Mollie Sugden.

In addition, Connell and Florence have written for Radio Scotland's weekly satire show Watson's Wind-Up, and are

currently engaged in doing

likewise for the Karen Dun-

bar Show. They contributed

to Fred MacAulay's last TV

series. They were about to

re-draft a feature-length script, The Bone Monkeys, for Antonine Films just before the company went bust.

They're currently talking to BBC Scotland about a putative sitcom featuring a pressurised boy genius who's running away from using his intellect and turning his back on being a human performing seal. Very soon, too, they're off to London to talk to leading production company Tiger Aspect about revivifying British wrestling.

Whit? This won't entail grapple-fans Connell and Florence

physically stepping into the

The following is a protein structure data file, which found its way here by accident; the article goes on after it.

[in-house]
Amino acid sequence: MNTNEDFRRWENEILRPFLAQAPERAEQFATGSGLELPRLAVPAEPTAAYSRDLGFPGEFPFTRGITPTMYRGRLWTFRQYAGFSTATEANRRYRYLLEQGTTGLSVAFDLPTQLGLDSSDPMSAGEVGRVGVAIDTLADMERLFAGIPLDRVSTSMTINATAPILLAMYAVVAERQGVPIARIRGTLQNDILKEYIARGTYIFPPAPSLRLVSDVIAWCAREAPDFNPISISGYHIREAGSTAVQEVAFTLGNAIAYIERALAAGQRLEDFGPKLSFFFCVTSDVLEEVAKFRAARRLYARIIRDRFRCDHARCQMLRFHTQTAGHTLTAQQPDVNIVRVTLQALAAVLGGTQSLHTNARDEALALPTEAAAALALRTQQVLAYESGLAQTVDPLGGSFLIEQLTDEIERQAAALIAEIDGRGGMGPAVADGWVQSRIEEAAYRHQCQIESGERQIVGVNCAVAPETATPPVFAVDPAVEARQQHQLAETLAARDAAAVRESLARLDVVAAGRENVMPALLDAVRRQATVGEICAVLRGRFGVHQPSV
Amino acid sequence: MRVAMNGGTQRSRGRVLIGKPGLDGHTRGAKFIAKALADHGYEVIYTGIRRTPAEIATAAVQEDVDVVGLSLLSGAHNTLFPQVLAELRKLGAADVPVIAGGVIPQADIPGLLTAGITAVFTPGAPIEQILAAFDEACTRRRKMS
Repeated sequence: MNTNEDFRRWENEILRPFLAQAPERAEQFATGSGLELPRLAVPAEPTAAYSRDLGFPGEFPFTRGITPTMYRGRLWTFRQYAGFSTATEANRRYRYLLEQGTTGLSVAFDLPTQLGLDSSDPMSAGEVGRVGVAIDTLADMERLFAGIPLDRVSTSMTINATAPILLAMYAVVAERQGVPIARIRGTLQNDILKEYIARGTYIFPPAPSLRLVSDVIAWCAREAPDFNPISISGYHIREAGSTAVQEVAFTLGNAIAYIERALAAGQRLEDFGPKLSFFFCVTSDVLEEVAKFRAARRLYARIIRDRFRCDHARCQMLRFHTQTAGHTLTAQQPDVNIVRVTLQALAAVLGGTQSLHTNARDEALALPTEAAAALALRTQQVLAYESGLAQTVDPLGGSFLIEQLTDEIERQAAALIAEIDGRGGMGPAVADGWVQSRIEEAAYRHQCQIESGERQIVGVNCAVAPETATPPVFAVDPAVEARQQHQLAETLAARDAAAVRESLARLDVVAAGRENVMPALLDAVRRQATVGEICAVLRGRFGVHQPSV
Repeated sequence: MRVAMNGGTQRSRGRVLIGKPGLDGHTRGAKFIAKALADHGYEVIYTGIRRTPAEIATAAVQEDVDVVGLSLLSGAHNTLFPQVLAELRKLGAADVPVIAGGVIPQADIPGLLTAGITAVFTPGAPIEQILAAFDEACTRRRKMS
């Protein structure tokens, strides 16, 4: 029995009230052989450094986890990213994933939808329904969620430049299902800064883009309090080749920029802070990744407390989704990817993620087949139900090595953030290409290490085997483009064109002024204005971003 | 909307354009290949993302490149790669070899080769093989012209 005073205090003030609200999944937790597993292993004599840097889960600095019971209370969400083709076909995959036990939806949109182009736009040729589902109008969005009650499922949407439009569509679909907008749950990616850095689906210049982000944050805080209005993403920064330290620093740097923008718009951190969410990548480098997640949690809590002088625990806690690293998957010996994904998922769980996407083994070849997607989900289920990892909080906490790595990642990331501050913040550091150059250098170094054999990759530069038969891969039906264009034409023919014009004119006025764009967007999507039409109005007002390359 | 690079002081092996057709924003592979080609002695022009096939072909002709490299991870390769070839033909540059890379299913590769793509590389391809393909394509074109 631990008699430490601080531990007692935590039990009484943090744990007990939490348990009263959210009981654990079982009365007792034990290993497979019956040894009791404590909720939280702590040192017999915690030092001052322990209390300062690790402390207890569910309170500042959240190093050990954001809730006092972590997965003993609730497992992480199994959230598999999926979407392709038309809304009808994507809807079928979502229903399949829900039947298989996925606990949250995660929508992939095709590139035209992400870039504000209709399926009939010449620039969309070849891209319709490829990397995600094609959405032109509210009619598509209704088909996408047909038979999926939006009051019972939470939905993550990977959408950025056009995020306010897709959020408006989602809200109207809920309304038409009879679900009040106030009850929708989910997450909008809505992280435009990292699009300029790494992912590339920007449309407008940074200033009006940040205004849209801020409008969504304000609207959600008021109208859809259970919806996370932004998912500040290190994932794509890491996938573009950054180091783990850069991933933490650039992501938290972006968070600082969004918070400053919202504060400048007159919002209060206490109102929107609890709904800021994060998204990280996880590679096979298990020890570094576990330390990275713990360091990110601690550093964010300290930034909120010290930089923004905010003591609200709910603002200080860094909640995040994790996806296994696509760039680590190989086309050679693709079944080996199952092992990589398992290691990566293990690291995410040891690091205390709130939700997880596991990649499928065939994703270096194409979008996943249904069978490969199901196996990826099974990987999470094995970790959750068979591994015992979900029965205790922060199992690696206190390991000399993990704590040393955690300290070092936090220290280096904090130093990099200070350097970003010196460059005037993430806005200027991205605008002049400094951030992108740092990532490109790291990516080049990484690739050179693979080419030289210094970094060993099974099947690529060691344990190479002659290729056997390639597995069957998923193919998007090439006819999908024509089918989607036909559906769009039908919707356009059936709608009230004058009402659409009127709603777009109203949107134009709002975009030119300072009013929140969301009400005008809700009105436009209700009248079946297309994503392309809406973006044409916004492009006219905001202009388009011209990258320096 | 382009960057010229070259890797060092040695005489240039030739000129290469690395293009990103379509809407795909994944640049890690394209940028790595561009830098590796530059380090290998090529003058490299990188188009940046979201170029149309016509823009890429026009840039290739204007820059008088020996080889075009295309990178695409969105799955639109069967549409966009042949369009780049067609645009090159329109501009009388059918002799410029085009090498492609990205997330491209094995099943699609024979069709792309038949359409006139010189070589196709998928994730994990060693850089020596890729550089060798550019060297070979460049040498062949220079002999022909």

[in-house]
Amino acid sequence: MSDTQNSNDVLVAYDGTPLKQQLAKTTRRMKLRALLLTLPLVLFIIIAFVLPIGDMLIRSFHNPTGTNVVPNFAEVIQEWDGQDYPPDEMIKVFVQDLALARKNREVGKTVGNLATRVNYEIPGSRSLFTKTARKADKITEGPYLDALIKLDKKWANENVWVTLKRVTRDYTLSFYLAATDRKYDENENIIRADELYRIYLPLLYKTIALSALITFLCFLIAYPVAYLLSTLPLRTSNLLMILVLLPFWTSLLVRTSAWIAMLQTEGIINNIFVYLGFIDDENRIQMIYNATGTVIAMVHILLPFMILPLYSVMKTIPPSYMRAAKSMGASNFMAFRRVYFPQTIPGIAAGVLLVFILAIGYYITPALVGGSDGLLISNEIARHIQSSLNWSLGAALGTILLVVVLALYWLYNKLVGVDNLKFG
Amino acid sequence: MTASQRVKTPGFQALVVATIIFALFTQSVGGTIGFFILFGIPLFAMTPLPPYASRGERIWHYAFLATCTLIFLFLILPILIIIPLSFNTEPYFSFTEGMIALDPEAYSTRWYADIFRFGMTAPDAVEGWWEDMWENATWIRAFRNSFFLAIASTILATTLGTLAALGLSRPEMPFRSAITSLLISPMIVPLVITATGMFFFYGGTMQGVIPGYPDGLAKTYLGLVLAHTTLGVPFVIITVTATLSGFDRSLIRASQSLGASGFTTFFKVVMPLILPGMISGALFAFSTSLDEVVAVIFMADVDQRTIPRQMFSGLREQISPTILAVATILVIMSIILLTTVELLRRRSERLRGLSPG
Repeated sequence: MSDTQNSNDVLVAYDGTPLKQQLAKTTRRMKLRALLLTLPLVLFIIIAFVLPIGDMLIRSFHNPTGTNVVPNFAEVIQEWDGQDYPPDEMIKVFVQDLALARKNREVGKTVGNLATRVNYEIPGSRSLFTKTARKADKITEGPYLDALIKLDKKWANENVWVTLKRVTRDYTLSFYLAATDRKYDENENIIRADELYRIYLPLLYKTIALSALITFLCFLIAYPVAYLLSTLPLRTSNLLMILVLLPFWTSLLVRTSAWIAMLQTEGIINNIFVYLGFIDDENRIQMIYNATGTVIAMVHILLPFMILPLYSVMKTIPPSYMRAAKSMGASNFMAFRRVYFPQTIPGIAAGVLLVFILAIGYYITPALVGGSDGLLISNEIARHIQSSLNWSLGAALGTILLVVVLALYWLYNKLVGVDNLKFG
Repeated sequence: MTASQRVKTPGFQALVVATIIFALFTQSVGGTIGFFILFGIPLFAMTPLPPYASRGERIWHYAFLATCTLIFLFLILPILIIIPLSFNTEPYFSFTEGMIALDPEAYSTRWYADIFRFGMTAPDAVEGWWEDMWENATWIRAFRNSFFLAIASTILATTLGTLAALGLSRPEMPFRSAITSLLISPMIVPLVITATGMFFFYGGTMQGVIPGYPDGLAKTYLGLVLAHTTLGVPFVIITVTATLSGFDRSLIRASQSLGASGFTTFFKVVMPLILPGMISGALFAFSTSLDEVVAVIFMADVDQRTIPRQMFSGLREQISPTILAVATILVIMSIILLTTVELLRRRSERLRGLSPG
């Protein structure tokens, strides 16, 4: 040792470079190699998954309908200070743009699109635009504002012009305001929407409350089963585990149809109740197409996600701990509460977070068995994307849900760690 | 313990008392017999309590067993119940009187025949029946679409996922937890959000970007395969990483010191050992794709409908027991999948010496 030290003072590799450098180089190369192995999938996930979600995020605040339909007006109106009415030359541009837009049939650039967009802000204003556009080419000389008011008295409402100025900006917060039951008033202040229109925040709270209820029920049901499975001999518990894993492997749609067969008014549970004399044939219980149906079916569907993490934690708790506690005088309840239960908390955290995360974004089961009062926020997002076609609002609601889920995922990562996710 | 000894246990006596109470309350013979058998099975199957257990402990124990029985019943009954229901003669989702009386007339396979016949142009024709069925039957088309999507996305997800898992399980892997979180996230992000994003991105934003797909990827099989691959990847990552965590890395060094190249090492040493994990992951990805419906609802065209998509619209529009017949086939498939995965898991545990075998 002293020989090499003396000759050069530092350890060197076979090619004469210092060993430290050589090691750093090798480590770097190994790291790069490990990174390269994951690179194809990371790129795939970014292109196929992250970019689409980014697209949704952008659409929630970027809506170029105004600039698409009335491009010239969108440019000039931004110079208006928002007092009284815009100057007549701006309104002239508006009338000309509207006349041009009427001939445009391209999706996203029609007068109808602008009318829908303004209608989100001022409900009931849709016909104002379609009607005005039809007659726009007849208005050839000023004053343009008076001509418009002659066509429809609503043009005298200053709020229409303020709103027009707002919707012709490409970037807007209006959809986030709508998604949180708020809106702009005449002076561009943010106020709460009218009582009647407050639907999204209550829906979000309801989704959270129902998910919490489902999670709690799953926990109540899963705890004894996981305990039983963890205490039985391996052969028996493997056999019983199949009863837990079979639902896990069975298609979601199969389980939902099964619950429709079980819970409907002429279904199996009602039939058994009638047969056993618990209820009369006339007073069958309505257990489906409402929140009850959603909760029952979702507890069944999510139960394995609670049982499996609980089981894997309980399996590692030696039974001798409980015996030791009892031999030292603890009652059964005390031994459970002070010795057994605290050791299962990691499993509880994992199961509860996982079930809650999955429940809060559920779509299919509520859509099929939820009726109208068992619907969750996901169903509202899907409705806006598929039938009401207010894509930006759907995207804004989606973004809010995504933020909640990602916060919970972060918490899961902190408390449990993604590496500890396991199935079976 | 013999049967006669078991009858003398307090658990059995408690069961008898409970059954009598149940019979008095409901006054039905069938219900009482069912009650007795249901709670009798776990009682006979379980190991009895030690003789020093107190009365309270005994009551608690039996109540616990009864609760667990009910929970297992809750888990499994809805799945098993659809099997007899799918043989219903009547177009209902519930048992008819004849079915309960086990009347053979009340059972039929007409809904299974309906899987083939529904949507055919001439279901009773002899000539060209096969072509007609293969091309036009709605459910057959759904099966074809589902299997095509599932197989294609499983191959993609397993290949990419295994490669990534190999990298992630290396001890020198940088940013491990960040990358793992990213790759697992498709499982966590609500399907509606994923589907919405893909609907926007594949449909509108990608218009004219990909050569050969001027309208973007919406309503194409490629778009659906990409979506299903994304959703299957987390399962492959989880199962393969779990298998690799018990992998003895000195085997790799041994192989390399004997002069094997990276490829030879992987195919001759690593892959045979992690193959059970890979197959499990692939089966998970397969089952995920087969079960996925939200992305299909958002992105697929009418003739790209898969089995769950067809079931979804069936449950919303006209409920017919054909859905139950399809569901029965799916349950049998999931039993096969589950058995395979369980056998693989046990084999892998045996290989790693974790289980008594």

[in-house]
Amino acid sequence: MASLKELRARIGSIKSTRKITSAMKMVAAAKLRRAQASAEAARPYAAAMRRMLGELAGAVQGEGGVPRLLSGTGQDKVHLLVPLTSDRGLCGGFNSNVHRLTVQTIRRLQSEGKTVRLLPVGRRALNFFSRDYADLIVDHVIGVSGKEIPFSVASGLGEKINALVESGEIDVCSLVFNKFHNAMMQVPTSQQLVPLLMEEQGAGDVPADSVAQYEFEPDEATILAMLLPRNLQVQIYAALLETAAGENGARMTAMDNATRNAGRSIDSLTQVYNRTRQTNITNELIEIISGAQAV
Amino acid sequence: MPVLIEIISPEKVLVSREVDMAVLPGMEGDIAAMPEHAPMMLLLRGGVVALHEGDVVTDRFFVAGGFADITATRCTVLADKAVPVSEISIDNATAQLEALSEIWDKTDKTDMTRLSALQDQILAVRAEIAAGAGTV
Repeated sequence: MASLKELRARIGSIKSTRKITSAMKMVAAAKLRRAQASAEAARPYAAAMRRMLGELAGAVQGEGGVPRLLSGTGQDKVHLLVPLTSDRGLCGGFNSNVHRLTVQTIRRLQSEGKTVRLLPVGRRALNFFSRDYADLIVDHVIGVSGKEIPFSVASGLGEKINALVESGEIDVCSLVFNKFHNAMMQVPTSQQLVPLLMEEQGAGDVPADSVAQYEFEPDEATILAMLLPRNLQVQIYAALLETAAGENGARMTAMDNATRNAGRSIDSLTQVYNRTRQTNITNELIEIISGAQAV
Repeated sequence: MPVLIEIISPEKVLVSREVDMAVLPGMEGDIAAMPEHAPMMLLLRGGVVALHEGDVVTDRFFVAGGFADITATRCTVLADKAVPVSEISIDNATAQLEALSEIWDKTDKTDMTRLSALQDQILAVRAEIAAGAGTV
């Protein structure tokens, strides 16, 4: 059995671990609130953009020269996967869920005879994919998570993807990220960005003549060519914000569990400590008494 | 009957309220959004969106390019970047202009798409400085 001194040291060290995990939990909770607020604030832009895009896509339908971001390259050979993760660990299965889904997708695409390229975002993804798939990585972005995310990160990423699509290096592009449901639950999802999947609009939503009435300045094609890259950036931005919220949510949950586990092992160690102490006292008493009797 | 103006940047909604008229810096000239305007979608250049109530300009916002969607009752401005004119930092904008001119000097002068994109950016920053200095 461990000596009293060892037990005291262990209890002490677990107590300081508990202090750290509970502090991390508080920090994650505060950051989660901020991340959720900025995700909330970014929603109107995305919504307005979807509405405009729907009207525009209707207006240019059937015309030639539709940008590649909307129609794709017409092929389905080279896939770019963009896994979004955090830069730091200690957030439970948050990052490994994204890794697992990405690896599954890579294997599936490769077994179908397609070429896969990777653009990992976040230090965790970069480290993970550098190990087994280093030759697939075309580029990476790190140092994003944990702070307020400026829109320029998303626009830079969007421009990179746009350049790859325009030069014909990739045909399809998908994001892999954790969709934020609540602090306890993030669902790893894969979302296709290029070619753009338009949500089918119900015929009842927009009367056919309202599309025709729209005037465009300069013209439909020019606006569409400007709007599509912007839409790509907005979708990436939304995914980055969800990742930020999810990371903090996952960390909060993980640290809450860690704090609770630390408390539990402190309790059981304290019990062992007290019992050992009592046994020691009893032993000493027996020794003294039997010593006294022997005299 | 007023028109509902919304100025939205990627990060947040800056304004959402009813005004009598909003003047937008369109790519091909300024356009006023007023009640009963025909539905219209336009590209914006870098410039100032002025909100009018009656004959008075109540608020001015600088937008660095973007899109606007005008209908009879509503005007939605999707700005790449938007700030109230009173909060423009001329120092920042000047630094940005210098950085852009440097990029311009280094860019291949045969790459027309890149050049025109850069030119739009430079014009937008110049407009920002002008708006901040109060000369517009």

ring, despite Florence's deadpan assurance that, ''following a hard day's writing, there's nothing we like more than unwinding with a manly tussle on the lawn''.

Rather, the duo will be trying to do what the mighty WWF organisation has done with such phenomenal worldwide success: viewing wrestlers as gripping dramatic characters and creating storylines for their televised bouts.

Busy boys, Connell and Florence. Plenty to blow their own trumpets about. Not that they do, though. Modest to a fault, they are. Self-deprecating. Apologetic and mumbly West of Scotland stoics, the pair of them. ''We've been lucky,'' they insist.

Aye, right, I feel like replying, and your talent and hard work have nothing to do with it. How did you get started? Who the heck are you? What's the secret of your success? How do you do it?